Britain: Vestas workers' keep up fight for jobs and planet

August 15, 2009

Vestas workers ended their 18-day occupation of Britain's last remaining wind turbine factory on August 6, declaring their fight to be "just the start" of a mass campaign for green jobs.

The last six workers to leave the occupied plant were given a heroes' reception by the hundreds of local residents and supporters who gathered outside the factory near Newport on the Isle of Wight after the company's private security force enforced a court ruling to end the protest.

One of the workers, Jamie Rigby, left the factory on his own terms, jumping 30 feet from a balcony draped with a banner declaring the workers' defiant message to his bosses: "Vestas, this is only the start — you will lose."

Another of the occupiers, Ian Terry, abseiled down the factory wall and insisted that the workers' fight against the company closing down the plant and tearing up the livelihoods of 625 people was "worth all of the sacrifices".

"I would definitely do it all again. If anyone's got a spare factory going, let me know because I'll come and occupy it", he said.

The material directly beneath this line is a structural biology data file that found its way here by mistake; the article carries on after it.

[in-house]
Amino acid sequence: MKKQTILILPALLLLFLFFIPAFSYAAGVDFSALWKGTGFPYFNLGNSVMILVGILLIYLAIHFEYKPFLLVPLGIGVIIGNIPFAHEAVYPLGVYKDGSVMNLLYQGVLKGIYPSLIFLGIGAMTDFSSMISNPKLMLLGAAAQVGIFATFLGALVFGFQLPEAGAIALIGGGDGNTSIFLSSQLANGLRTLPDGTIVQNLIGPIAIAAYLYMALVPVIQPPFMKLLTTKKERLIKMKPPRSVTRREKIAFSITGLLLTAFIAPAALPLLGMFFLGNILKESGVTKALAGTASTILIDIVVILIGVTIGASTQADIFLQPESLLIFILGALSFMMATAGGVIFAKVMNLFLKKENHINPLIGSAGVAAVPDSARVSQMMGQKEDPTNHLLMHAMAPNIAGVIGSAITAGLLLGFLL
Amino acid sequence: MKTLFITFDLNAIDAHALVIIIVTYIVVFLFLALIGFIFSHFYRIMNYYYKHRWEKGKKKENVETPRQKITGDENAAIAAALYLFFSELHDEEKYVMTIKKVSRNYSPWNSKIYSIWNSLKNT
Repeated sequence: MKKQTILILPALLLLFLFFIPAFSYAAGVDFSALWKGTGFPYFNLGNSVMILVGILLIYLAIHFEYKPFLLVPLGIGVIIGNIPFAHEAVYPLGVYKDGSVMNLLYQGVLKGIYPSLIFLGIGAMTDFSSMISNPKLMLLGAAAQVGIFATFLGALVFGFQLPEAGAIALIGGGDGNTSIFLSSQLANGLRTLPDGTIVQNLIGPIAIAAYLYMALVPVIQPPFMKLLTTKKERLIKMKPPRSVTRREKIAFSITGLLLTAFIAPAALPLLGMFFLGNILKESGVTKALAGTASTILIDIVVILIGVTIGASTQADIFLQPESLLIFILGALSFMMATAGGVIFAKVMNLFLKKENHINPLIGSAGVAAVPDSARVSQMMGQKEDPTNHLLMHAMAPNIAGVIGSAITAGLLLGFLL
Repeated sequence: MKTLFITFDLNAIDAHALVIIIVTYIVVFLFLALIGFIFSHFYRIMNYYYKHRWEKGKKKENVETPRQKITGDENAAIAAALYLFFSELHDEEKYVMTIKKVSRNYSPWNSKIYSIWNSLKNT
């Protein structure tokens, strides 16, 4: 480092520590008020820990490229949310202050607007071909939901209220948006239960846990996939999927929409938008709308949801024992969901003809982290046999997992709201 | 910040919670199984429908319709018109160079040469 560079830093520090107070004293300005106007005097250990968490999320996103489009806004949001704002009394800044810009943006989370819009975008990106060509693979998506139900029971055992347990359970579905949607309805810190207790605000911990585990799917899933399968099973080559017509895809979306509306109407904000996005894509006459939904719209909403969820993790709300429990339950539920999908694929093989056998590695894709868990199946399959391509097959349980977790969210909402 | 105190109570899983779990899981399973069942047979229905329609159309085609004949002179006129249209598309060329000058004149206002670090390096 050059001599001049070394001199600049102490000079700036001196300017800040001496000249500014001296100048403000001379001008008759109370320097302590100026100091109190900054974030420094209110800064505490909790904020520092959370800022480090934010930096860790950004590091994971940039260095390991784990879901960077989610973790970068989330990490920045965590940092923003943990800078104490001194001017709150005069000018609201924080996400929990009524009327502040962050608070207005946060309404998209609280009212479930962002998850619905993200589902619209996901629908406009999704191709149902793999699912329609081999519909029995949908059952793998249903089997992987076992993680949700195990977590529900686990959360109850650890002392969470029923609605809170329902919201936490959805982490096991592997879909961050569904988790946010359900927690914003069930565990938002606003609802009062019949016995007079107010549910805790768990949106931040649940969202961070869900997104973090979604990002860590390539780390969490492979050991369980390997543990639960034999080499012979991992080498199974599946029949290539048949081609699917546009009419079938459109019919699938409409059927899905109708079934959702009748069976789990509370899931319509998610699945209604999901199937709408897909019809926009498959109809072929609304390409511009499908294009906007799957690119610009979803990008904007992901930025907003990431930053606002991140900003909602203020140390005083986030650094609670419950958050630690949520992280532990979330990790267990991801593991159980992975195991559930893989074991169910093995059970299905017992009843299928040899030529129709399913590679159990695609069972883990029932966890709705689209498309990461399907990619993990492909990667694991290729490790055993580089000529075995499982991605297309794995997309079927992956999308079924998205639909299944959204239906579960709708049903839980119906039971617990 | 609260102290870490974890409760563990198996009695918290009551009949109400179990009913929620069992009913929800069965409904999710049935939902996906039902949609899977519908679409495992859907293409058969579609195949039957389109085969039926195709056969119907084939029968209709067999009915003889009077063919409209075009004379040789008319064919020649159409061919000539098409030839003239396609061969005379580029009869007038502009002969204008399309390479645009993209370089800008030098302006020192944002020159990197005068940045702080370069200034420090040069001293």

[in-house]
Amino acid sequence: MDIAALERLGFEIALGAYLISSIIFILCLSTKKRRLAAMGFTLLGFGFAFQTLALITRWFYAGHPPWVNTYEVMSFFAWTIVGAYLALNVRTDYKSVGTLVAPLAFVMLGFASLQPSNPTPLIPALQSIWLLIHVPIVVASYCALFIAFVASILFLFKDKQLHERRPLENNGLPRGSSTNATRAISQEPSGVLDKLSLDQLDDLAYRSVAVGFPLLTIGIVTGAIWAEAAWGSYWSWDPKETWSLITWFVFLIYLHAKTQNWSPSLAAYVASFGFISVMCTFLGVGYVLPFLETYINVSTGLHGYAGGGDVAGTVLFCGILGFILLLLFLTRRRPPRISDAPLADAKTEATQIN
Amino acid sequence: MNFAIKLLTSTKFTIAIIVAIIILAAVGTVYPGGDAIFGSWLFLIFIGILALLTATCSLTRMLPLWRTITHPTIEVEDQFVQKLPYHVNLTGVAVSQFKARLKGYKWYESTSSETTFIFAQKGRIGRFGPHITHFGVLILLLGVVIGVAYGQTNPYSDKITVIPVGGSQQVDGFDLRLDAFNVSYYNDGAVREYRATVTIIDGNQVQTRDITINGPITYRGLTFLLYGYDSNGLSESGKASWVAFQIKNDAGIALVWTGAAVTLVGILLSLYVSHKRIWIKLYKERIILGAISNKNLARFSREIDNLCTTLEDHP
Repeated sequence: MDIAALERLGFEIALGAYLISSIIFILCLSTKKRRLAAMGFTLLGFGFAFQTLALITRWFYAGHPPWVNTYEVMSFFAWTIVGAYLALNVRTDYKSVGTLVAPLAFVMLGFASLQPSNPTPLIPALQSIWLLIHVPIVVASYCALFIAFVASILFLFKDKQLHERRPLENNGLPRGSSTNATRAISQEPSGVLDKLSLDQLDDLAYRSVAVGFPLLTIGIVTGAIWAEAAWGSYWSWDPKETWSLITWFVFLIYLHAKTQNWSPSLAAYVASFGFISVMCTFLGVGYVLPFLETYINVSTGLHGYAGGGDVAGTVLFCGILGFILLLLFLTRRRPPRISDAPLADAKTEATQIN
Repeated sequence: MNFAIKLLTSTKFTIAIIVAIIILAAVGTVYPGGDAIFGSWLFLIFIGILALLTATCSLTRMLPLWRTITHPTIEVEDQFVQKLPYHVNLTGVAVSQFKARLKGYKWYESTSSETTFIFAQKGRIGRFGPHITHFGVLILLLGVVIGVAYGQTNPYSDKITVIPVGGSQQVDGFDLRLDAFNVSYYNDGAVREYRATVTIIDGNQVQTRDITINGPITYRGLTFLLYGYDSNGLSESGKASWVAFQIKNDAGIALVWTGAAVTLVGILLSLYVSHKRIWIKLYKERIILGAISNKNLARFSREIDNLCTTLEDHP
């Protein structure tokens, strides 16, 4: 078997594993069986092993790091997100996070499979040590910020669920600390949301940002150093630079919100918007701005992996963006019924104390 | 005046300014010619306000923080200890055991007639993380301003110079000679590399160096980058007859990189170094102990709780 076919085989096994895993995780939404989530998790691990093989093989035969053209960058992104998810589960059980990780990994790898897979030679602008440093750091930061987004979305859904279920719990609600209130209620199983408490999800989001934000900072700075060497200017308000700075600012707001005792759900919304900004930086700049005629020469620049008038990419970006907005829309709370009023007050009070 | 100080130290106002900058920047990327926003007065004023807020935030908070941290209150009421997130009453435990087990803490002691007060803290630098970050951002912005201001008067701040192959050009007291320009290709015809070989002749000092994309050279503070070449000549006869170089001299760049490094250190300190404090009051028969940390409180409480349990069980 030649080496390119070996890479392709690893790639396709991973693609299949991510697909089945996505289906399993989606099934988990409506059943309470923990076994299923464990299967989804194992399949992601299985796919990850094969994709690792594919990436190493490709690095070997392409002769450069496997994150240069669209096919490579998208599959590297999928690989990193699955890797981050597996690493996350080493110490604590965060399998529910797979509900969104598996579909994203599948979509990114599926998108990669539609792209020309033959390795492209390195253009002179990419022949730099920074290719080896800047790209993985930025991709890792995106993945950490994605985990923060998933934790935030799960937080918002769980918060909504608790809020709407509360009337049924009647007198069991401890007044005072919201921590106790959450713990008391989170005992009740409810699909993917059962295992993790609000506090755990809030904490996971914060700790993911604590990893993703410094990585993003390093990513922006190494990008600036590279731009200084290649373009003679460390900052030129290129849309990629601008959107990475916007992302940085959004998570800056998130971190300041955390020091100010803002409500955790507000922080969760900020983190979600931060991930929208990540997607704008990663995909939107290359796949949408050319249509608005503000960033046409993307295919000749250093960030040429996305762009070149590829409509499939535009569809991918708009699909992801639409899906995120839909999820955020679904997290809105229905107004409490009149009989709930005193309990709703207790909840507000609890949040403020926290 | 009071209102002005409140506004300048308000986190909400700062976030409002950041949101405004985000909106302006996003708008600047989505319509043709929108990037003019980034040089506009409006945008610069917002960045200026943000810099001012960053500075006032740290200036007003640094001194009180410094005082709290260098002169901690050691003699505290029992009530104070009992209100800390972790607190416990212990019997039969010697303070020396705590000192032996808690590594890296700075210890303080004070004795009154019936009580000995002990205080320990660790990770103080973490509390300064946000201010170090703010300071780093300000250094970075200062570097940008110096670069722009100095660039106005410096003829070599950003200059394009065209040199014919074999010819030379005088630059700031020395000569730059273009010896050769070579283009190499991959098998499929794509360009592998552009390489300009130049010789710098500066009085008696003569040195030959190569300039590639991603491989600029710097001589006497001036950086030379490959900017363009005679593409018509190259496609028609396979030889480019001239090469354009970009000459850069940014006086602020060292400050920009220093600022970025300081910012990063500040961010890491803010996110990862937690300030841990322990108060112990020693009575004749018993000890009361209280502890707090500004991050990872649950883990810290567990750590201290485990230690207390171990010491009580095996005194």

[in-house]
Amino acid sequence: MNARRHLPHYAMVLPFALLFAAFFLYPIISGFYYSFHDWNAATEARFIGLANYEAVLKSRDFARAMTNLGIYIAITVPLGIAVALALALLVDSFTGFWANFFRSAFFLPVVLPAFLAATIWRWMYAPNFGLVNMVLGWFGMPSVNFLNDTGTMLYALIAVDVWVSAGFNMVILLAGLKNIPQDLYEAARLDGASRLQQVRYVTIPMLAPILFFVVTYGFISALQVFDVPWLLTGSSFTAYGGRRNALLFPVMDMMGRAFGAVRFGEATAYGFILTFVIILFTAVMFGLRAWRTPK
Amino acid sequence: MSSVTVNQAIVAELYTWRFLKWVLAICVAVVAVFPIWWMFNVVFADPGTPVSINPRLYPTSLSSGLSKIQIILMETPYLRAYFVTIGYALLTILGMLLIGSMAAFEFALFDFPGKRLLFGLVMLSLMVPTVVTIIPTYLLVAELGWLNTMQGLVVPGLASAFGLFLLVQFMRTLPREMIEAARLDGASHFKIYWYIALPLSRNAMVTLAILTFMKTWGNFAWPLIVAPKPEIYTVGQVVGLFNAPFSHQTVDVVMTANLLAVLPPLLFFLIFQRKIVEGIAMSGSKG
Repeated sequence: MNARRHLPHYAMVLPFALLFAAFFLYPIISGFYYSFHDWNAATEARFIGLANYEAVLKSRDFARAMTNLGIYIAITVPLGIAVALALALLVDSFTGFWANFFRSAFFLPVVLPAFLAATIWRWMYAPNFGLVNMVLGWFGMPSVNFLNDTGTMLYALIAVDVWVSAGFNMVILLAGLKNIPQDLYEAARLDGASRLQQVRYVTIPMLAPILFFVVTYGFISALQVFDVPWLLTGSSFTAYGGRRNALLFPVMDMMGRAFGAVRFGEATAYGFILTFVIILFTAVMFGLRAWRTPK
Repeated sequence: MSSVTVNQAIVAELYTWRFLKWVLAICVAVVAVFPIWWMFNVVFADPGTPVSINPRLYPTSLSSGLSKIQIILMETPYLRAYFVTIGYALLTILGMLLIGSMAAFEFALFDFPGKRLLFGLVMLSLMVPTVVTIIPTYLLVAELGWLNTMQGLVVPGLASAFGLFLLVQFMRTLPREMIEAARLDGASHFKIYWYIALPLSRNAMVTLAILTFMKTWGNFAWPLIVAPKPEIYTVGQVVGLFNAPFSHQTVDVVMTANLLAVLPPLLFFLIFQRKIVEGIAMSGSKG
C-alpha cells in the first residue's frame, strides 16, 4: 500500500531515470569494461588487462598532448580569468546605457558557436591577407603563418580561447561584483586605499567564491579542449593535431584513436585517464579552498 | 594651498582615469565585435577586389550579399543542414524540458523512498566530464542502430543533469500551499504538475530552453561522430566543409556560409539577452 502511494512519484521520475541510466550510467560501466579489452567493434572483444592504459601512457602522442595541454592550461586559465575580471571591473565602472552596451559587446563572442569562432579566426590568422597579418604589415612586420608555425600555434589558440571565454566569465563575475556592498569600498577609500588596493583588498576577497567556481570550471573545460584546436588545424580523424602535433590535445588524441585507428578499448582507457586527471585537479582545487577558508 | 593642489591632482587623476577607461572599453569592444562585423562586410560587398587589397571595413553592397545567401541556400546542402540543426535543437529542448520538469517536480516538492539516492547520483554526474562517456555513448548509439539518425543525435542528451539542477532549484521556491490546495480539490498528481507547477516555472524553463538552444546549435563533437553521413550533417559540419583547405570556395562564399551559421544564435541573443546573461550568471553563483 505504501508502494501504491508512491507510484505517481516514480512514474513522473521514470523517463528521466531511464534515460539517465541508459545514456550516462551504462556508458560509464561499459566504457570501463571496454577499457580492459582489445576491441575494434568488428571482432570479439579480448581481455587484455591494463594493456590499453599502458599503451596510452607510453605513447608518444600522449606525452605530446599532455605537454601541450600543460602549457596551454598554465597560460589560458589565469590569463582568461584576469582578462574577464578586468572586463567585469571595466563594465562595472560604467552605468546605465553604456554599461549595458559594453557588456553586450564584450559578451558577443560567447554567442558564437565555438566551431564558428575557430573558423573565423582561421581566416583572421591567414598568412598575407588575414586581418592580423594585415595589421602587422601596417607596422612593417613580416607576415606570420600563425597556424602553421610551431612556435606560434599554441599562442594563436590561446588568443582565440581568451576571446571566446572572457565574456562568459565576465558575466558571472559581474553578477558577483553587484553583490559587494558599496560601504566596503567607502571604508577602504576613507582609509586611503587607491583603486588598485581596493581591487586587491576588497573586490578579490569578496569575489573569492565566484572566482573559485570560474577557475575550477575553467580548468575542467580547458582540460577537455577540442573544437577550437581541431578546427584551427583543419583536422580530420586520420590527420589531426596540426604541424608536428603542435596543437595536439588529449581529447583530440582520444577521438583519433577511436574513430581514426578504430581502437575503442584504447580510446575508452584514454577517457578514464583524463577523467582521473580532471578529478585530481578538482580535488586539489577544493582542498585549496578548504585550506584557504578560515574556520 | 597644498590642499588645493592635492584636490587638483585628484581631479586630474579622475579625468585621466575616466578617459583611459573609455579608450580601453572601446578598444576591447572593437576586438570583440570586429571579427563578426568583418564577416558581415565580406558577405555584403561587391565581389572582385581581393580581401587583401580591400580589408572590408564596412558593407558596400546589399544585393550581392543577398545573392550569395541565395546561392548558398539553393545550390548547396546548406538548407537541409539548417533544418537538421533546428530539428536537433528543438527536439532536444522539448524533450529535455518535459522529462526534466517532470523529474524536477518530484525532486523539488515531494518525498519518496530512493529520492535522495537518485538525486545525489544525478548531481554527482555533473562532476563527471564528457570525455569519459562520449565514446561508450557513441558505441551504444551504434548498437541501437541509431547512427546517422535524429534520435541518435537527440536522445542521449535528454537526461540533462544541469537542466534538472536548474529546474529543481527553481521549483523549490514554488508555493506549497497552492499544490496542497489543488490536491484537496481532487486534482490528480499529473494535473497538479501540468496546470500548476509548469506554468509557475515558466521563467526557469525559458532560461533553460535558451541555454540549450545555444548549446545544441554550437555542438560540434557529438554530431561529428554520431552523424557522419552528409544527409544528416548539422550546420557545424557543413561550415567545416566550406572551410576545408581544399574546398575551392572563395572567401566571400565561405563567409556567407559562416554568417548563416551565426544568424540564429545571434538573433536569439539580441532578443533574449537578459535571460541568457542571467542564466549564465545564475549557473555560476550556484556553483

But as the Newport occupation ended, protesters at a roof top demonstration at a second Vestas site in nearby Cowes vowed to "continue for as long as the workers want us to".

The fight against Vestas began on July 20 when the multinational wind turbine firm — despite increasing its profits by 70% in just the first three months of this year and awarding 13 of its directors a huge £9 million in bonuses — announced the mass sackings.

The National Union of Rail Maritime and Transport Workers (RMT) said the British government had tried to offer Vestas cash to refit the factory and had even raised the possibility of a government "takeover", but the company refused. This suggested Vestas may intend to restart production when it is considered profitable enough.

RMT general secretary Bob Crow said there should be an immediate investigation into the company's activities. "It appears ... Vestas kicked the legs from under a perfectly viable rescue deal which could have saved the factory."

Crow said: "Everyone involved in the Vestas occupation can hold their heads up high and be proud of the brave fight they have put up for green jobs.

"They have turned a local fight over a factory closure on the Isle of Wight into a global battle for the future of manufacturing in the renewable energy sector."

[Abridged from the August 7

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